Our stories: Amelia Murray

Written by Alice Peacock.

image 6483441Upon her move to London, Kiwi marketer Amelia Murray was determined to immerse herself in the new city and all it had to offer - from career development to weeknight pints in the pub.

Despite having moved with a couple of friends and having a Kiwi contingent in London, she launched herself into the hunt for a job and worked on securing herself a spot in a flat with a group of new British friends.

Two and a half years later, Amelia, a 28-year-old seasoned Londoner, speaks of having embraced the challenges that came with these experiences and thriving in the change. She’s now somewhat come back to her roots, working for New Zealand-based company Xero In their customer and partner marketing team, and living in north London with Kiwi friends.

Our stories: Claire Nesus

Written by Nicola Cockroft.

WhatsApp Image 2022 04 07 at 09.02.24As a kaiāwhina (leader) at the Ngāti Rānana Māori club in London, Claire has honed her leadership skills at events on the world stage, performing here in the UK and most recently at Expo 2020 in Dubai. Combined with a career as a programme consultant, it's all part of how she lives her life: “Put in the effort, make friends and do things you enjoy,” she says.

Claire is Ngāti Porou and grew up in Lower Hutt with her parents and three sisters. After finishing school, she moved to Perth in Australia, along with her family, where she studied biological science at Murdoch University.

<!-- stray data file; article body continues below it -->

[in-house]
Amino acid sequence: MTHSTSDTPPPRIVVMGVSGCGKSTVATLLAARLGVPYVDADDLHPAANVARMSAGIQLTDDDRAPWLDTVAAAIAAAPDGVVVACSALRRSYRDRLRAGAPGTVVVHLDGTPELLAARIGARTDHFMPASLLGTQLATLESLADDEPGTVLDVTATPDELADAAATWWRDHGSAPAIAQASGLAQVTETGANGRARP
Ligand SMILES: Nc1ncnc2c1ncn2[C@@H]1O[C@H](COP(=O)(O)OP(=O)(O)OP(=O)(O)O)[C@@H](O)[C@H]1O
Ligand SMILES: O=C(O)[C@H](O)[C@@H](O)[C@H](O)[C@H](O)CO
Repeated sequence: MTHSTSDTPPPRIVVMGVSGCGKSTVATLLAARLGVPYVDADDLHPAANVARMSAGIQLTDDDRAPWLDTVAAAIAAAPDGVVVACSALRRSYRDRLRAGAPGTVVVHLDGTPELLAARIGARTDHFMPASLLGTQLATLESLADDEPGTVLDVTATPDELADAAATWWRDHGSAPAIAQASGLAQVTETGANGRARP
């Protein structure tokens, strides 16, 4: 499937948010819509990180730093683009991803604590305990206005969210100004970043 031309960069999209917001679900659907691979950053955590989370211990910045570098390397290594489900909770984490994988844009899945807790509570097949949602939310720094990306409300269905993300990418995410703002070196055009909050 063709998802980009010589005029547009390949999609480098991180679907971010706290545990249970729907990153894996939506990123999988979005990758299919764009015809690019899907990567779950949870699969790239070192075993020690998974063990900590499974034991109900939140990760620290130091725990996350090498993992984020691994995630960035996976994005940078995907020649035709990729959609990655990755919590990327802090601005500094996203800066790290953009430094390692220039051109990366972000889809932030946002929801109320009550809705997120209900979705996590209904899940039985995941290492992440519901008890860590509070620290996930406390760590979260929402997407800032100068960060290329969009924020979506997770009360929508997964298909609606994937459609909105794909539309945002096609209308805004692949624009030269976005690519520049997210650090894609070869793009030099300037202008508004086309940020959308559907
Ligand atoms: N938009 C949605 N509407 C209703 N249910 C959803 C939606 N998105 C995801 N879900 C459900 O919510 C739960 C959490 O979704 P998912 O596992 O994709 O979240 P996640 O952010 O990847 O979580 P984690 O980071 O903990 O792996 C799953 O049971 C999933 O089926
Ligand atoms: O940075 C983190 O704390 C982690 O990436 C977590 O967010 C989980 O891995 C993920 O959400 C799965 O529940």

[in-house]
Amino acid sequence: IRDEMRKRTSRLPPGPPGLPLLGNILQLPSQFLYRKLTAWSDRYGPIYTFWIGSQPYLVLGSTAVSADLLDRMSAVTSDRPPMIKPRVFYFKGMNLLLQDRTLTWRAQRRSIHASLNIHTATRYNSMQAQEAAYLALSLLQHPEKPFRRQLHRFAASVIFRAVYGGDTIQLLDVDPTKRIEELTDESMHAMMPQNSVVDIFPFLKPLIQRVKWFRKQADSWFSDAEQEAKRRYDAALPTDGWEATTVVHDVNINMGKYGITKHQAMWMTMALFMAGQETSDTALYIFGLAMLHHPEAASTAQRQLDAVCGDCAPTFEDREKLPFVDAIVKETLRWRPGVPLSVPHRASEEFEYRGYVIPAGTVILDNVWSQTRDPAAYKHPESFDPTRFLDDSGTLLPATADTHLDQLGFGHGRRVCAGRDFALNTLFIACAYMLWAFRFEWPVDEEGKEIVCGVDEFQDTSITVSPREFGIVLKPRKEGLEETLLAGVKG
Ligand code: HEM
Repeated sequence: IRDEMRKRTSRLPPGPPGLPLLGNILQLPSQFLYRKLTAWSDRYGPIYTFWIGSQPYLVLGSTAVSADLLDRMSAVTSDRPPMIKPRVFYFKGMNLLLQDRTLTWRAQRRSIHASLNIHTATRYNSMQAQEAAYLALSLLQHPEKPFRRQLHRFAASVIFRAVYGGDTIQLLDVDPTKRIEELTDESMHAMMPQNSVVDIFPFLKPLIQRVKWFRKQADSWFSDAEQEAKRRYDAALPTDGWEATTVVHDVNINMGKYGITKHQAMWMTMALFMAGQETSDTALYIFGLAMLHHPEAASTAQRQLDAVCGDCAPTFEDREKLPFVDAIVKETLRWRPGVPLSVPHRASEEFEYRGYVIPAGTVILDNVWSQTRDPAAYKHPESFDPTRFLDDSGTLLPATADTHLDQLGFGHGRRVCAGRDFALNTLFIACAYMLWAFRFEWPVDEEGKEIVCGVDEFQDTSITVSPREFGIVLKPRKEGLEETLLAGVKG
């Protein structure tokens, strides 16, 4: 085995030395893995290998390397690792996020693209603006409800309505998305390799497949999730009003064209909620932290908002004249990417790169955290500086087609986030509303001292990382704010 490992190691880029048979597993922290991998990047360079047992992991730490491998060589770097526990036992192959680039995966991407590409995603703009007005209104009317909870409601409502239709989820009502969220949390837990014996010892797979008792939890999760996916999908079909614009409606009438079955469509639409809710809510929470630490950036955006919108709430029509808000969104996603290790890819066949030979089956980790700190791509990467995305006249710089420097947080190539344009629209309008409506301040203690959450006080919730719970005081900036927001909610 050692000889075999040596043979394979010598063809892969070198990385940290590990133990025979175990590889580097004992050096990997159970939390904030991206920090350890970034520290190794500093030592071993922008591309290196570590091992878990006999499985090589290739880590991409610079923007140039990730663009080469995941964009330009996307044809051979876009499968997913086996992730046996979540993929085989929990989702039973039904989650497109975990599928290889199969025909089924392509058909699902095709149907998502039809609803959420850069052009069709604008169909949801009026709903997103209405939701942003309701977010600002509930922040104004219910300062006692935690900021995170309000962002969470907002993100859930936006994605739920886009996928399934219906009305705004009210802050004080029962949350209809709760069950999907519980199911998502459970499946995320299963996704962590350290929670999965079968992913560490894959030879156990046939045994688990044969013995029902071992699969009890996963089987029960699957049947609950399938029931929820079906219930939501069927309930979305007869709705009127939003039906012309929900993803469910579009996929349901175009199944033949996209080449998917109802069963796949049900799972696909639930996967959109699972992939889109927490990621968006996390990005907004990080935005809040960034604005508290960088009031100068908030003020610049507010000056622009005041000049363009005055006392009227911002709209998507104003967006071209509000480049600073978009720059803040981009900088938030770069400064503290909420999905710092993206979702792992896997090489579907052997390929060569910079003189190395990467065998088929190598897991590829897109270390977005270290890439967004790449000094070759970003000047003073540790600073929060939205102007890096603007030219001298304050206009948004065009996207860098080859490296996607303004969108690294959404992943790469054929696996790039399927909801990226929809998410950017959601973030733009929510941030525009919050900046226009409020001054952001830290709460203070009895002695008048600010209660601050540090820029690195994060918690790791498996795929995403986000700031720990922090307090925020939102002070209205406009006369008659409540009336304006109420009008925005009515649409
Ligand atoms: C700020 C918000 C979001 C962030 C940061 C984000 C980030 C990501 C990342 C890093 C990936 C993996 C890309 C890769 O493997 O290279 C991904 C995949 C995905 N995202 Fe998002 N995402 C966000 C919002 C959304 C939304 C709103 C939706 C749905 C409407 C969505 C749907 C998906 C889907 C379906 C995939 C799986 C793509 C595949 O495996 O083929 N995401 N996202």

After going on to do a post-graduate diploma and a masters degree in Marine Science at Otago University, Claire started her career in Wellington. Her first job was at Te Puni Kōkiri, the Ministry of Māori Development, as a policy analyst, focusing on marine resources and aquaculture reforms and was involved in the historic foreshore and seabed consultations. She also worked on international indigenous issues and participated in the development of the Government’s policy in relation to the Convention of Biological Diversity and the draft Declaration on the Rights of Indigenous People.

Our Stories: Steph Lee

Written by Alice Peacock.

Steph 1Steph Lee was sitting in the 02 preparing to get on stage to dance in Ed Sheeran’s opening performance at the Brit awards, when she had a moment.

“I had Adele literally two metres to my left and Olivia Rodrigo two metres to my right, knowing I was about to go on stage for Ed Sheeran, and I thought to myself, ‘wow, I’ve made it’,” she says.

Steph describes the three days of rehearsing earlier this year, leading up to the event itself; a spectacle involving pyrotechnics, flying dancers and a surprise appearance from British rock group Bring Me the Horizon, as “epic”.

“That was the first time that I actually felt like I had made it in the industry,” she says. “I was just trying to soak it all in.”

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